Should You “Obey” Your Pastor?
There’s only one verse in the Bible where it suggests that believers are to “obey” their spiritual leaders:
Obey your leaders and submit to their authority. They keep watch over you as men who must give an account. Obey them so that their work will be a joy, not a burden, for that would be of no advantage to you.”
The verse instructs us to “obey” those who are over us in the Lord and “submit to their authority.” Does this mean to obey and submit in the absolute sense? If your spiritual leaders told you to jump off the roof of a building, should you do it? Of course not. If they instructed you to do something immoral, should you do it? Clearly not. So these instructions have obvious parameters or limitations. Such limitations can be observed throughout the rest of the New Testament.
The exhortation here to obey & submit to spiritual leaders is akin to other appeals in the Epistles for wives to submit to husbands, children to obey parents and believers to submit to governing authorities (Ephesians 5:22-6:9 & Romans 13:1-6). Such instructions are only applicable when the authority gives good or neutral instructions. Otherwise “we must obey God rather than human beings” (Acts 5:29).
One important guideline of Bible interpretation is that we must “interpret Scripture with Scripture,” meaning our interpretation of a passage has to gel with what the rest of Scripture teaches on that topic, as long as it’s relevant (for instance, dietary laws for Hebrews under the Old Covenant are decidedly irrelevant to New Testament believers; see this article for details). You see, the Bible itself is the ultimate context of every passage and, therefore, every passage must be interpreted within that context, not to mention its more immediate context, i.e. the book, chapter & verses in question.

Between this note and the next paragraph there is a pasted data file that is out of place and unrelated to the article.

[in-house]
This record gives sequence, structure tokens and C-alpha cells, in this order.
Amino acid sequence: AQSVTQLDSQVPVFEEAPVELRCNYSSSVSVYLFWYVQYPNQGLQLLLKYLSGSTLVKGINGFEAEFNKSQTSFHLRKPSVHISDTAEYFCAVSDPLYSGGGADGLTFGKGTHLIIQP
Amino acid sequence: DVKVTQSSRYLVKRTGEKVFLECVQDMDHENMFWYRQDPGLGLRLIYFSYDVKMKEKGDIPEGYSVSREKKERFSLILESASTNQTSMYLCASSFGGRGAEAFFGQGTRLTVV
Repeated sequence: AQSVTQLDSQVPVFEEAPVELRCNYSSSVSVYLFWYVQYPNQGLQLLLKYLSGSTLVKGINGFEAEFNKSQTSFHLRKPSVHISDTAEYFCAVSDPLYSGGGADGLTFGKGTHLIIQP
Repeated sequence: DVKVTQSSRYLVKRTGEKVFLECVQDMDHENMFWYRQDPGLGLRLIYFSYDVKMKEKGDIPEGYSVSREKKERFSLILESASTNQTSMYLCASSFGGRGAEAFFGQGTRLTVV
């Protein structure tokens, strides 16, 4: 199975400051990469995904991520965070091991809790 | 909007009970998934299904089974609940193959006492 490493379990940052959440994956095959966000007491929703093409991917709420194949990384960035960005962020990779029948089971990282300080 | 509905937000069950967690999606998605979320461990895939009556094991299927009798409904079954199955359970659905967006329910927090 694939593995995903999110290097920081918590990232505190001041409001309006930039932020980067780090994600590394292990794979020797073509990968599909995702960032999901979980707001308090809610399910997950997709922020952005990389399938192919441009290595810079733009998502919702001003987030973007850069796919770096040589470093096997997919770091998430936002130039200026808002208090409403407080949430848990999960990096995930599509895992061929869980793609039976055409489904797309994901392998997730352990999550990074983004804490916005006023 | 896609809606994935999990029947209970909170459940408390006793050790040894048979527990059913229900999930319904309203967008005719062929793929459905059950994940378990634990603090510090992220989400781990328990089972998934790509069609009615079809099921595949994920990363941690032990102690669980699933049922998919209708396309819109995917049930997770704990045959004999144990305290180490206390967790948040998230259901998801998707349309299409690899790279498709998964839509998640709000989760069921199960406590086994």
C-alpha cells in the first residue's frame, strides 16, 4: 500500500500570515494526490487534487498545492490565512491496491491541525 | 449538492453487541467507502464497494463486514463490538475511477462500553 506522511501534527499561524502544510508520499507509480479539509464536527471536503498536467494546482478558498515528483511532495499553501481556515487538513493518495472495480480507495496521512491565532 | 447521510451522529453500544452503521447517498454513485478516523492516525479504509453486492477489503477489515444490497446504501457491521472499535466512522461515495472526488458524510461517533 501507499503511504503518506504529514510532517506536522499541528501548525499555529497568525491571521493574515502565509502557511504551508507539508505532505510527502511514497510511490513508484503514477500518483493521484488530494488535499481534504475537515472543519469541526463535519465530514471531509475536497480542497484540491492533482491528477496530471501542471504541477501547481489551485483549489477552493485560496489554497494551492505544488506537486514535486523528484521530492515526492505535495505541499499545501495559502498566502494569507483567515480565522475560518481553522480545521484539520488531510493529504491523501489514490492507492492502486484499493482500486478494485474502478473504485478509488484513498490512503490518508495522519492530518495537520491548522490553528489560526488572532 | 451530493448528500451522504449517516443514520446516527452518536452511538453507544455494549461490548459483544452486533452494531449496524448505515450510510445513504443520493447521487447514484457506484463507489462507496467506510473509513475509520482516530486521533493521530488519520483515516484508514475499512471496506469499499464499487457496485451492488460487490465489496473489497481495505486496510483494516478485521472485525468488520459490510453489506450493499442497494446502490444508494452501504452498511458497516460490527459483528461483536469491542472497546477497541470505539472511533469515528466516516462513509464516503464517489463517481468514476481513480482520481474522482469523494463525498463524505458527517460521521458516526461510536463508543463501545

Clearer and more detailed passages obviously trump the more ambiguous and sketchy ones. This paves the way for balance and keeps believers from taking one or two passages and going to extremes. Consider the above verse, Hebrews 13:17 — Authoritarian pastors could take it and implement a spirit of domination over their congregants. They could say, for example: “As a believer you are obligated to obey God’s Word and God’s Word says that you must obey me and submit to me.” They might say it in a more subtle manner, but — whatever the case — this fosters an unhealthy dictatorial environment.
We know for a fact that this passage doesn’t give ministers a license to be authoritarian because 1 Peter 5:1-4 plainly states that spiritual leaders are to “serve” and not “lord it over” believers. Moreover, Christ repeatedly rebuked the arrogance of the religious leaders of 1st century Israel. Matthew 23 is a good example.
Notice what Jesus plainly taught about Christian leadership to his 12 disciples:
“You know that the rulers of the Gentiles lord it over them, and their high officials exercise authority over them. 26 Not so with you. Instead, whoever wants to become great among you must be your servant, 27 and whoever wants to be first must be your slave — 28 just as the Son of Man did not come to be served, but to serve, and to give his life as a ransom for many.”